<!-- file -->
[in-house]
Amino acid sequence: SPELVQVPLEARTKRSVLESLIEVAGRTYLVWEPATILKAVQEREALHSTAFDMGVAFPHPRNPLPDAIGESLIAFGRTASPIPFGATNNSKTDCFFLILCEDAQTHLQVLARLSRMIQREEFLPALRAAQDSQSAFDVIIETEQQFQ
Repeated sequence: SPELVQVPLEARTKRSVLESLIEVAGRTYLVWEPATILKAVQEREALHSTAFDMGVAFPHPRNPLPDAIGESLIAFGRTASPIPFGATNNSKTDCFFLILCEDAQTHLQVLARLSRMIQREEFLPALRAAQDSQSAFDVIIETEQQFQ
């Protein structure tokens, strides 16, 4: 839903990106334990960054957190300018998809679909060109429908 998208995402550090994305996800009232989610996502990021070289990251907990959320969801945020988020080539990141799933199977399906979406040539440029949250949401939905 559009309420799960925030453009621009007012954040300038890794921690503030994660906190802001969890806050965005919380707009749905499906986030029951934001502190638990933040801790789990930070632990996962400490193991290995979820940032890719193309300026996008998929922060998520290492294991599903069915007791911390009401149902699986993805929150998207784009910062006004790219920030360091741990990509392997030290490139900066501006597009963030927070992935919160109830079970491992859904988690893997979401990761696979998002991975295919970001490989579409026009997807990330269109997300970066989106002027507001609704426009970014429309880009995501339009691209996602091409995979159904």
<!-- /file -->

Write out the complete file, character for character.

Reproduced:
[in-house]
Amino acid sequence: SPELVQVPLEARTKRSVLESLIEVAGRTYLVWEPATILKAVQEREALHSTAFDMGVAFPHPRNPLPDAIGESLIAFGRTASPIPFGATNNSKTDCFFLILCEDAQTHLQVLARLSRMIQREEFLPALRAAQDSQSAFDVIIETEQQFQ
Repeated sequence: SPELVQVPLEARTKRSVLESLIEVAGRTYLVWEPATILKAVQEREALHSTAFDMGVAFPHPRNPLPDAIGESLIAFGRTASPIPFGATNNSKTDCFFLILCEDAQTHLQVLARLSRMIQREEFLPALRAAQDSQSAFDVIIETEQQFQ
């Protein structure tokens, strides 16, 4: 839903990106334990960054957190300018998809679909060109429908 998208995402550090994305996800009232989610996502990021070289990251907990959320969801945020988020080539990141799933199977399906979406040539440029949250949401939905 559009309420799960925030453009621009007012954040300038890794921690503030994660906190802001969890806050965005919380707009749905499906986030029951934001502190638990933040801790789990930070632990996962400490193991290995979820940032890719193309300026996008998929922060998520290492294991599903069915007791911390009401149902699986993805929150998207784009910062006004790219920030360091741990990509392997030290490139900066501006597009963030927070992935919160109830079970491992859904988690893997979401990761696979998002991975295919970001490989579409026009997807990330269109997300970066989106002027507001609704426009970014429309880009995501339009691209996602091409995979159904």